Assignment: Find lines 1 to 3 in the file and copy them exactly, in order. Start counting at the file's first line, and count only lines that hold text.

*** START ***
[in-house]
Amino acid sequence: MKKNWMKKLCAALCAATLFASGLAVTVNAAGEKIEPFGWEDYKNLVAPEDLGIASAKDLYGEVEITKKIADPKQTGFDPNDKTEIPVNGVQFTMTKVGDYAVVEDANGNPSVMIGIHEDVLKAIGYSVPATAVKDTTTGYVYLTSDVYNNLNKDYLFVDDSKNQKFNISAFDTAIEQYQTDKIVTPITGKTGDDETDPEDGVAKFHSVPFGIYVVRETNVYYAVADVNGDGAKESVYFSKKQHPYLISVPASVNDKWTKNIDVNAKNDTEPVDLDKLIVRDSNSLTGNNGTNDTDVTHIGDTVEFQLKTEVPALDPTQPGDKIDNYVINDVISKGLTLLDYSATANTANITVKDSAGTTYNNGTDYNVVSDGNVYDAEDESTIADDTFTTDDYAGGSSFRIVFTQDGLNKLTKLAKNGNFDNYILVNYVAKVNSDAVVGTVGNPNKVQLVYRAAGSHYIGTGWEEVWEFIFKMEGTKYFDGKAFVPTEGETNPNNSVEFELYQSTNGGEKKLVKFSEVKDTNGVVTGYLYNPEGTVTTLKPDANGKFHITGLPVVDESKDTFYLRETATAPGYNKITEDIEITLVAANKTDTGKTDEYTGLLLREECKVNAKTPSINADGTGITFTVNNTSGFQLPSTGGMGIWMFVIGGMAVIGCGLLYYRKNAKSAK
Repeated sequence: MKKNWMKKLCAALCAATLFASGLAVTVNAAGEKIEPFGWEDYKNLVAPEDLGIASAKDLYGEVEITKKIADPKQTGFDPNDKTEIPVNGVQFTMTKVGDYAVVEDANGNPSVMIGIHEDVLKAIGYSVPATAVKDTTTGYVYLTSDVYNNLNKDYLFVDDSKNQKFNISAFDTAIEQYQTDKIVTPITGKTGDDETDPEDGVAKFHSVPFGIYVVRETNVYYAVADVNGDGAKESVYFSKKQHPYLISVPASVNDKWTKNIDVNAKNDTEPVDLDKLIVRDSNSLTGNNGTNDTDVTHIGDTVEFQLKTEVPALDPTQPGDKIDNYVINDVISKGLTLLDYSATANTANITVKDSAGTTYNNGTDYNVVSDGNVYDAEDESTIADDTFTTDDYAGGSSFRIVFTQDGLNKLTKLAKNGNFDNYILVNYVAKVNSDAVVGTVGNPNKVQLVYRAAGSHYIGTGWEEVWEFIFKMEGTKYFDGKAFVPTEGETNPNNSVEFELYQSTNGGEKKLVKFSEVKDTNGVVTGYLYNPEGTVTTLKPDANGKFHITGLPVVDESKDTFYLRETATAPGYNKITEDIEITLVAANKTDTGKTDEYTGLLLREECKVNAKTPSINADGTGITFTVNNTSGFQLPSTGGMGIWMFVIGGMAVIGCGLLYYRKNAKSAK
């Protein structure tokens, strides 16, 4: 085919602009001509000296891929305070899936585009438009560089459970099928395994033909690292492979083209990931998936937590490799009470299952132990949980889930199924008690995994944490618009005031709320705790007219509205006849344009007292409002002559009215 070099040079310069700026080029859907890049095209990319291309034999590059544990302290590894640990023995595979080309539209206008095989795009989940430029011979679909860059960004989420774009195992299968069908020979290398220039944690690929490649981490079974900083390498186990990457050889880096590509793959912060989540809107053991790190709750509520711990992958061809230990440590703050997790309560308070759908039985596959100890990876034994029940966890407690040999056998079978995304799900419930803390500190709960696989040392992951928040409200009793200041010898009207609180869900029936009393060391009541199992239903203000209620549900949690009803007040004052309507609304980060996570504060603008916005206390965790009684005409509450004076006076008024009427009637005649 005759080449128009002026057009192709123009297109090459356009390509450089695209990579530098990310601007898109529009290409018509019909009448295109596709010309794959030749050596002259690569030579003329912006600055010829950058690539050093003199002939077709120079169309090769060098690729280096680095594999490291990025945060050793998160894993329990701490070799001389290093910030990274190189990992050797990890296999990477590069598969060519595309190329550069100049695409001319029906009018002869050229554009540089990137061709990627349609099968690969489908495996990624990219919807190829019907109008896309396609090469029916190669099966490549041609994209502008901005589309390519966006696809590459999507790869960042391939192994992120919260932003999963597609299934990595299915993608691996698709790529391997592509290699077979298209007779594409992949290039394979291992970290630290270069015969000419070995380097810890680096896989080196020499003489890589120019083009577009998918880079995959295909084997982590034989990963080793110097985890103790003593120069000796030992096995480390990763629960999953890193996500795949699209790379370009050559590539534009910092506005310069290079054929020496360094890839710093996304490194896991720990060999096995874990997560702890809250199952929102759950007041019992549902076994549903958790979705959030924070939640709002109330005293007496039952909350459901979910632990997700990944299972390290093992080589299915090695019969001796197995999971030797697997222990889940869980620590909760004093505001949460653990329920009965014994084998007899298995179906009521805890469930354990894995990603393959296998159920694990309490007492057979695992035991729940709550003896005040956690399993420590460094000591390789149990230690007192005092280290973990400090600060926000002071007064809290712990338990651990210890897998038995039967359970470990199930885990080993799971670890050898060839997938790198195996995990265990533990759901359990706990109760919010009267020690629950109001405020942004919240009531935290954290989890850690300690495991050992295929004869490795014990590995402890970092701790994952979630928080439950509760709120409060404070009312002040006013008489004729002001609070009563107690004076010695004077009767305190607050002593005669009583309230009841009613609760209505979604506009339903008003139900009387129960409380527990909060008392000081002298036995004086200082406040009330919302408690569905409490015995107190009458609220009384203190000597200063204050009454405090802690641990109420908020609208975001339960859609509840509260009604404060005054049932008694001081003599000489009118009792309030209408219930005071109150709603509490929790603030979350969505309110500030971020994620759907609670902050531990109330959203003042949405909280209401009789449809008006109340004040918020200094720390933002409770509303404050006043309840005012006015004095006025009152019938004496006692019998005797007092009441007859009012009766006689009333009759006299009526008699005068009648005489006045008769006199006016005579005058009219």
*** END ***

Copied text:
[in-house]
Amino acid sequence: MKKNWMKKLCAALCAATLFASGLAVTVNAAGEKIEPFGWEDYKNLVAPEDLGIASAKDLYGEVEITKKIADPKQTGFDPNDKTEIPVNGVQFTMTKVGDYAVVEDANGNPSVMIGIHEDVLKAIGYSVPATAVKDTTTGYVYLTSDVYNNLNKDYLFVDDSKNQKFNISAFDTAIEQYQTDKIVTPITGKTGDDETDPEDGVAKFHSVPFGIYVVRETNVYYAVADVNGDGAKESVYFSKKQHPYLISVPASVNDKWTKNIDVNAKNDTEPVDLDKLIVRDSNSLTGNNGTNDTDVTHIGDTVEFQLKTEVPALDPTQPGDKIDNYVINDVISKGLTLLDYSATANTANITVKDSAGTTYNNGTDYNVVSDGNVYDAEDESTIADDTFTTDDYAGGSSFRIVFTQDGLNKLTKLAKNGNFDNYILVNYVAKVNSDAVVGTVGNPNKVQLVYRAAGSHYIGTGWEEVWEFIFKMEGTKYFDGKAFVPTEGETNPNNSVEFELYQSTNGGEKKLVKFSEVKDTNGVVTGYLYNPEGTVTTLKPDANGKFHITGLPVVDESKDTFYLRETATAPGYNKITEDIEITLVAANKTDTGKTDEYTGLLLREECKVNAKTPSINADGTGITFTVNNTSGFQLPSTGGMGIWMFVIGGMAVIGCGLLYYRKNAKSAK
Repeated sequence: MKKNWMKKLCAALCAATLFASGLAVTVNAAGEKIEPFGWEDYKNLVAPEDLGIASAKDLYGEVEITKKIADPKQTGFDPNDKTEIPVNGVQFTMTKVGDYAVVEDANGNPSVMIGIHEDVLKAIGYSVPATAVKDTTTGYVYLTSDVYNNLNKDYLFVDDSKNQKFNISAFDTAIEQYQTDKIVTPITGKTGDDETDPEDGVAKFHSVPFGIYVVRETNVYYAVADVNGDGAKESVYFSKKQHPYLISVPASVNDKWTKNIDVNAKNDTEPVDLDKLIVRDSNSLTGNNGTNDTDVTHIGDTVEFQLKTEVPALDPTQPGDKIDNYVINDVISKGLTLLDYSATANTANITVKDSAGTTYNNGTDYNVVSDGNVYDAEDESTIADDTFTTDDYAGGSSFRIVFTQDGLNKLTKLAKNGNFDNYILVNYVAKVNSDAVVGTVGNPNKVQLVYRAAGSHYIGTGWEEVWEFIFKMEGTKYFDGKAFVPTEGETNPNNSVEFELYQSTNGGEKKLVKFSEVKDTNGVVTGYLYNPEGTVTTLKPDANGKFHITGLPVVDESKDTFYLRETATAPGYNKITEDIEITLVAANKTDTGKTDEYTGLLLREECKVNAKTPSINADGTGITFTVNNTSGFQLPSTGGMGIWMFVIGGMAVIGCGLLYYRKNAKSAK